I'm working on a hobby project and ran in to a statistical / combinatorical problem that I'm having trouble answering. I'm somewhat familiar with urn models, so I've phrased it like that below, but maybe this problem has been solved in another metaphor? I tried to be clear but it's been a while since I've had to write mathematically precise. Hope someone can help! Thanks.
Balls can be one of $m$ colors, $C_1,...C_m$
There are $n$ urns, with the $i$th urn holding $1 \leq U_i \leq m$ balls. The number of balls in each urn may or may not be the same between urns. Each ball in a single urn is a different color than other balls in that urn, but multiple urns may have balls of the same color (so urn $i$ can only have at most one ball of color $C_k$, but both urn $i$ and urn $j$ may each have a ball of that color). The exact distribution of balls in urns is known beforehand.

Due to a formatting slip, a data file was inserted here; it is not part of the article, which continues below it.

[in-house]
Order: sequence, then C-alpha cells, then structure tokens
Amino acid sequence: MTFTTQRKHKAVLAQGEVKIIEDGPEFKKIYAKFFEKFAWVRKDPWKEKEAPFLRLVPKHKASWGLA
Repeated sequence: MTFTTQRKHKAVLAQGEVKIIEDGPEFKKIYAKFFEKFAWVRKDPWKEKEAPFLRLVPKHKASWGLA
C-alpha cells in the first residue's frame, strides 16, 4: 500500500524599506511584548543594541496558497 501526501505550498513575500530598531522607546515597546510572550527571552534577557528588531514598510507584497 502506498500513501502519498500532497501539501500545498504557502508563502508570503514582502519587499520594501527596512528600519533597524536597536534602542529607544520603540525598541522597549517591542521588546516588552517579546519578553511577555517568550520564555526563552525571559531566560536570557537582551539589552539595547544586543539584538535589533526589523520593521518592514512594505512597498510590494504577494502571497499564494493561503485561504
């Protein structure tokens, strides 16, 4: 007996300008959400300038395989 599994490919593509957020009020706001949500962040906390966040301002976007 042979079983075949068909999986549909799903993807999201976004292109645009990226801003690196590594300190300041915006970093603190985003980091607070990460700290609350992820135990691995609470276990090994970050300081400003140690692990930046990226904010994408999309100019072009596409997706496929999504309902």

You draw one ball from each urn, for a total of $n$ balls. Order doesn't matter, so a ball of color $C_k$ drawn from urn $i$ is the same as one drawn from urn $j$. How many different combinations of draws are possible? Is there an efficient algorithm for generating each of the possible combinations?
I know that if each urn contains one ball of each color, then I have a stars and bars problem (http://en.wikipedia.org/wiki/Stars_and_bars_(combinatorics)). Using Theorem 2 from the Wikipedia page, the cardinality is the number of urns and the set of elements is the colors $C_1,...,C_m$. Can something along these lines be used if the urns do not necessarily contain the same number of balls?